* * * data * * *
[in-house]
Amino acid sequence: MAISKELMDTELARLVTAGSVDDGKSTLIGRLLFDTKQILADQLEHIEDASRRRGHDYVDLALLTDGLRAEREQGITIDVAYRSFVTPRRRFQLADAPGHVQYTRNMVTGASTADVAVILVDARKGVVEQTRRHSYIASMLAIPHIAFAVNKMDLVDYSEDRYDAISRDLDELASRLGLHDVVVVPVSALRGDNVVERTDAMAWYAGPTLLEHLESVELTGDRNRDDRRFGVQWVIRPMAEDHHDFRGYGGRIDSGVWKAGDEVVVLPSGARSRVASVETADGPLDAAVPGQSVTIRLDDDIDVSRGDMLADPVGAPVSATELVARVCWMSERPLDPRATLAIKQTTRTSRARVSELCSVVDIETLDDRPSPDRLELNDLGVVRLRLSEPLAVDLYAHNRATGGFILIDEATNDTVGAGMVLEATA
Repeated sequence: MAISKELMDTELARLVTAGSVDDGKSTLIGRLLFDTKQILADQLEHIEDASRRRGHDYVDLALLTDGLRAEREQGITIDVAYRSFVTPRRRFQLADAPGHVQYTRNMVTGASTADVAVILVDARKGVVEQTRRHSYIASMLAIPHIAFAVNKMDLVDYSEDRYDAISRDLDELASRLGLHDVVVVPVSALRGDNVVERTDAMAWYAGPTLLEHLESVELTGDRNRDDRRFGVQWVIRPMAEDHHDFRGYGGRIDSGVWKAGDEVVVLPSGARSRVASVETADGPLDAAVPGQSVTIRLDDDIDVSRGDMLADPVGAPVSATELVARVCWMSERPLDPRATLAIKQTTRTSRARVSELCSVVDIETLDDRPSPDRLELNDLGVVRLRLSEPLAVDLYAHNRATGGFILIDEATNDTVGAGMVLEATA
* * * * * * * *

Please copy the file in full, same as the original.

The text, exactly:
[in-house]
Amino acid sequence: MAISKELMDTELARLVTAGSVDDGKSTLIGRLLFDTKQILADQLEHIEDASRRRGHDYVDLALLTDGLRAEREQGITIDVAYRSFVTPRRRFQLADAPGHVQYTRNMVTGASTADVAVILVDARKGVVEQTRRHSYIASMLAIPHIAFAVNKMDLVDYSEDRYDAISRDLDELASRLGLHDVVVVPVSALRGDNVVERTDAMAWYAGPTLLEHLESVELTGDRNRDDRRFGVQWVIRPMAEDHHDFRGYGGRIDSGVWKAGDEVVVLPSGARSRVASVETADGPLDAAVPGQSVTIRLDDDIDVSRGDMLADPVGAPVSATELVARVCWMSERPLDPRATLAIKQTTRTSRARVSELCSVVDIETLDDRPSPDRLELNDLGVVRLRLSEPLAVDLYAHNRATGGFILIDEATNDTVGAGMVLEATA
Repeated sequence: MAISKELMDTELARLVTAGSVDDGKSTLIGRLLFDTKQILADQLEHIEDASRRRGHDYVDLALLTDGLRAEREQGITIDVAYRSFVTPRRRFQLADAPGHVQYTRNMVTGASTADVAVILVDARKGVVEQTRRHSYIASMLAIPHIAFAVNKMDLVDYSEDRYDAISRDLDELASRLGLHDVVVVPVSALRGDNVVERTDAMAWYAGPTLLEHLESVELTGDRNRDDRRFGVQWVIRPMAEDHHDFRGYGGRIDSGVWKAGDEVVVLPSGARSRVASVETADGPLDAAVPGQSVTIRLDDDIDVSRGDMLADPVGAPVSATELVARVCWMSERPLDPRATLAIKQTTRTSRARVSELCSVVDIETLDDRPSPDRLELNDLGVVRLRLSEPLAVDLYAHNRATGGFILIDEATNDTVGAGMVLEATA